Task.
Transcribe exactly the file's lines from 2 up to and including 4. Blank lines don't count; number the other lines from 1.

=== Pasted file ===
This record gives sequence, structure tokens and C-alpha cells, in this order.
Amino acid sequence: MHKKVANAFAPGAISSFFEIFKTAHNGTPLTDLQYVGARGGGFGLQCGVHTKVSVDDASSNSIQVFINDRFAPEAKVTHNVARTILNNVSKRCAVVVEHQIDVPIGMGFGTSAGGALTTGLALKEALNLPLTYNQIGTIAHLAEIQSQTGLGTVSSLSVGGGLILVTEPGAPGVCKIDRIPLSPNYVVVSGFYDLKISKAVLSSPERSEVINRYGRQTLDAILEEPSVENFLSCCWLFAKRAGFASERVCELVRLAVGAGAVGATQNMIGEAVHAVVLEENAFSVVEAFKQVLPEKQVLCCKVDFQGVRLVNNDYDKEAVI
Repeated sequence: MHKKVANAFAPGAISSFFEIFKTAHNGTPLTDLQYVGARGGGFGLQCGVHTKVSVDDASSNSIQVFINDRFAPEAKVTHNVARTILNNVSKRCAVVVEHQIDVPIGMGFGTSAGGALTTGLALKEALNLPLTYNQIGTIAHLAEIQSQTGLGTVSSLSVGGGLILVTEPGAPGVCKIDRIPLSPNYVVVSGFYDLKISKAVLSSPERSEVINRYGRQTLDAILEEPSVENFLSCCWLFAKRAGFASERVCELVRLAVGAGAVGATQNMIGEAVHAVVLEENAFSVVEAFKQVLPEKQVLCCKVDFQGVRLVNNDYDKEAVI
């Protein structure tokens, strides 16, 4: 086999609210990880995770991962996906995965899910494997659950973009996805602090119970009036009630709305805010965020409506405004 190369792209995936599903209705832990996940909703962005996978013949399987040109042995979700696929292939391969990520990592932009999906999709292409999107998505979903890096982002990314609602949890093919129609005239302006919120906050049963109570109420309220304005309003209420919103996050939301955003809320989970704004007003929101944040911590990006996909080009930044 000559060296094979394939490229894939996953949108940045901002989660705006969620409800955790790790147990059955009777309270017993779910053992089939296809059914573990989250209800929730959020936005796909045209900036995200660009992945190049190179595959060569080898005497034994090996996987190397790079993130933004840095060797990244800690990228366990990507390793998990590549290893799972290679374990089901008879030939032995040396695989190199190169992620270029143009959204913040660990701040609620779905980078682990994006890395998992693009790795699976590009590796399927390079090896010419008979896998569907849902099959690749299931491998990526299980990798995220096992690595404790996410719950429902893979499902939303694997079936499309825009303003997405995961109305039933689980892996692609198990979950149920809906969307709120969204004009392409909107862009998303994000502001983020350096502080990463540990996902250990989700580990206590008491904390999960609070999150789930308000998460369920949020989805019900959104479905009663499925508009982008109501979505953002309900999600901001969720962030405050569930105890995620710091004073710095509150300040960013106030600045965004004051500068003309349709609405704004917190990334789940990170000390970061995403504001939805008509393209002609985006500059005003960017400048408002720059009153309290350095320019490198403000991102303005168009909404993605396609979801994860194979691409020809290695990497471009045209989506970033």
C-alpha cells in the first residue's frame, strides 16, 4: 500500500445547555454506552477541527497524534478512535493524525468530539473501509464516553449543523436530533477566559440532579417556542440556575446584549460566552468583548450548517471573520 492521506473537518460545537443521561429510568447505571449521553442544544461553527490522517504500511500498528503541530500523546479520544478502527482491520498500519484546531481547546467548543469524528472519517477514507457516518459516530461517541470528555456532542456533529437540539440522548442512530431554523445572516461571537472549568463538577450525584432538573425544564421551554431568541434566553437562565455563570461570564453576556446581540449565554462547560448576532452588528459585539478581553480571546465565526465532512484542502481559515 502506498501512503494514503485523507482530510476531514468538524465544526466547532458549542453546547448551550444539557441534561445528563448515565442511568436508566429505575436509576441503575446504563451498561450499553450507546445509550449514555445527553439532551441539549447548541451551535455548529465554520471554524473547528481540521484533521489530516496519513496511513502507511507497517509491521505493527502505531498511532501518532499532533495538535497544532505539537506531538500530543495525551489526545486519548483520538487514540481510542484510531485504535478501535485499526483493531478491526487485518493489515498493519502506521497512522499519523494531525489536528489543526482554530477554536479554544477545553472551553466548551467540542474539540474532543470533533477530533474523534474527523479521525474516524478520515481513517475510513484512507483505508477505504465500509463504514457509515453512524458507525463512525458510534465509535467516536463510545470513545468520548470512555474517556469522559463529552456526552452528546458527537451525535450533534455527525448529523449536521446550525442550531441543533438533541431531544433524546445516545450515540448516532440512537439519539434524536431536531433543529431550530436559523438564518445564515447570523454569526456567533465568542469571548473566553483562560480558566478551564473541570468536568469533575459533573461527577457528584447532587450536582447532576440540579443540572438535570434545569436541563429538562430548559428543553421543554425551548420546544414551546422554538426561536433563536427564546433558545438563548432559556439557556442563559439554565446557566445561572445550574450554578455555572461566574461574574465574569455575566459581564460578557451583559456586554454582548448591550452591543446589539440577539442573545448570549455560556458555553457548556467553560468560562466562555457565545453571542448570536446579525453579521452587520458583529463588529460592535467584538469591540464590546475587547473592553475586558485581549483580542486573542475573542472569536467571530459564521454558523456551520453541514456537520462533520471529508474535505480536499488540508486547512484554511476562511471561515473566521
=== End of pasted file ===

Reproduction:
Amino acid sequence: MHKKVANAFAPGAISSFFEIFKTAHNGTPLTDLQYVGARGGGFGLQCGVHTKVSVDDASSNSIQVFINDRFAPEAKVTHNVARTILNNVSKRCAVVVEHQIDVPIGMGFGTSAGGALTTGLALKEALNLPLTYNQIGTIAHLAEIQSQTGLGTVSSLSVGGGLILVTEPGAPGVCKIDRIPLSPNYVVVSGFYDLKISKAVLSSPERSEVINRYGRQTLDAILEEPSVENFLSCCWLFAKRAGFASERVCELVRLAVGAGAVGATQNMIGEAVHAVVLEENAFSVVEAFKQVLPEKQVLCCKVDFQGVRLVNNDYDKEAVI
Repeated sequence: MHKKVANAFAPGAISSFFEIFKTAHNGTPLTDLQYVGARGGGFGLQCGVHTKVSVDDASSNSIQVFINDRFAPEAKVTHNVARTILNNVSKRCAVVVEHQIDVPIGMGFGTSAGGALTTGLALKEALNLPLTYNQIGTIAHLAEIQSQTGLGTVSSLSVGGGLILVTEPGAPGVCKIDRIPLSPNYVVVSGFYDLKISKAVLSSPERSEVINRYGRQTLDAILEEPSVENFLSCCWLFAKRAGFASERVCELVRLAVGAGAVGATQNMIGEAVHAVVLEENAFSVVEAFKQVLPEKQVLCCKVDFQGVRLVNNDYDKEAVI
């Protein structure tokens, strides 16, 4: 086999609210990880995770991962996906995965899910494997659950973009996805602090119970009036009630709305805010965020409506405004 190369792209995936599903209705832990996940909703962005996978013949399987040109042995979700696929292939391969990520990592932009999906999709292409999107998505979903890096982002990314609602949890093919129609005239302006919120906050049963109570109420309220304005309003209420919103996050939301955003809320989970704004007003929101944040911590990006996909080009930044 000559060296094979394939490229894939996953949108940045901002989660705006969620409800955790790790147990059955009777309270017993779910053992089939296809059914573990989250209800929730959020936005796909045209900036995200660009992945190049190179595959060569080898005497034994090996996987190397790079993130933004840095060797990244800690990228366990990507390793998990590549290893799972290679374990089901008879030939032995040396695989190199190169992620270029143009959204913040660990701040609620779905980078682990994006890395998992693009790795699976590009590796399927390079090896010419008979896998569907849902099959690749299931491998990526299980990798995220096992690595404790996410719950429902893979499902939303694997079936499309825009303003997405995961109305039933689980892996692609198990979950149920809906969307709120969204004009392409909107862009998303994000502001983020350096502080990463540990996902250990989700580990206590008491904390999960609070999150789930308000998460369920949020989805019900959104479905009663499925508009982008109501979505953002309900999600901001969720962030405050569930105890995620710091004073710095509150300040960013106030600045965004004051500068003309349709609405704004917190990334789940990170000390970061995403504001939805008509393209002609985006500059005003960017400048408002720059009153309290350095320019490198403000991102303005168009909404993605396609979801994860194979691409020809290695990497471009045209989506970033």